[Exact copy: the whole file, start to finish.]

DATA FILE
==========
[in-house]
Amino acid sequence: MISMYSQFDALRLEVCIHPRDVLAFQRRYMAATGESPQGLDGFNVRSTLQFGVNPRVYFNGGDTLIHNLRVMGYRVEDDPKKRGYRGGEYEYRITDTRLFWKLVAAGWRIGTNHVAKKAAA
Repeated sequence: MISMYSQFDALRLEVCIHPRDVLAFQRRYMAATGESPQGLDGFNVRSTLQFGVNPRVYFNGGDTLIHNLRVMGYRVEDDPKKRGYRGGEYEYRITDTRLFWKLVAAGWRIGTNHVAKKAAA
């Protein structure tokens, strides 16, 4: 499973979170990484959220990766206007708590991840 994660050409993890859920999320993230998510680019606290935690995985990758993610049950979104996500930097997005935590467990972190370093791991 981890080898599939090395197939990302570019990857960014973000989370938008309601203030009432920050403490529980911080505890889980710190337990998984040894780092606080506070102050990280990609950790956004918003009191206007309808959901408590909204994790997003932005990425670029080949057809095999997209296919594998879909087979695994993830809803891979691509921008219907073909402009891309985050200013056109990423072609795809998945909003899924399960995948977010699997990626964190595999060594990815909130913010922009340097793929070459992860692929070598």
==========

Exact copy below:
[in-house]
Amino acid sequence: MISMYSQFDALRLEVCIHPRDVLAFQRRYMAATGESPQGLDGFNVRSTLQFGVNPRVYFNGGDTLIHNLRVMGYRVEDDPKKRGYRGGEYEYRITDTRLFWKLVAAGWRIGTNHVAKKAAA
Repeated sequence: MISMYSQFDALRLEVCIHPRDVLAFQRRYMAATGESPQGLDGFNVRSTLQFGVNPRVYFNGGDTLIHNLRVMGYRVEDDPKKRGYRGGEYEYRITDTRLFWKLVAAGWRIGTNHVAKKAAA
């Protein structure tokens, strides 16, 4: 499973979170990484959220990766206007708590991840 994660050409993890859920999320993230998510680019606290935690995985990758993610049950979104996500930097997005935590467990972190370093791991 981890080898599939090395197939990302570019990857960014973000989370938008309601203030009432920050403490529980911080505890889980710190337990998984040894780092606080506070102050990280990609950790956004918003009191206007309808959901408590909204994790997003932005990425670029080949057809095999997209296919594998879909087979695994993830809803891979691509921008219907073909402009891309985050200013056109990423072609795809998945909003899924399960995948977010699997990626964190595999060594990815909130913010922009340097793929070459992860692929070598």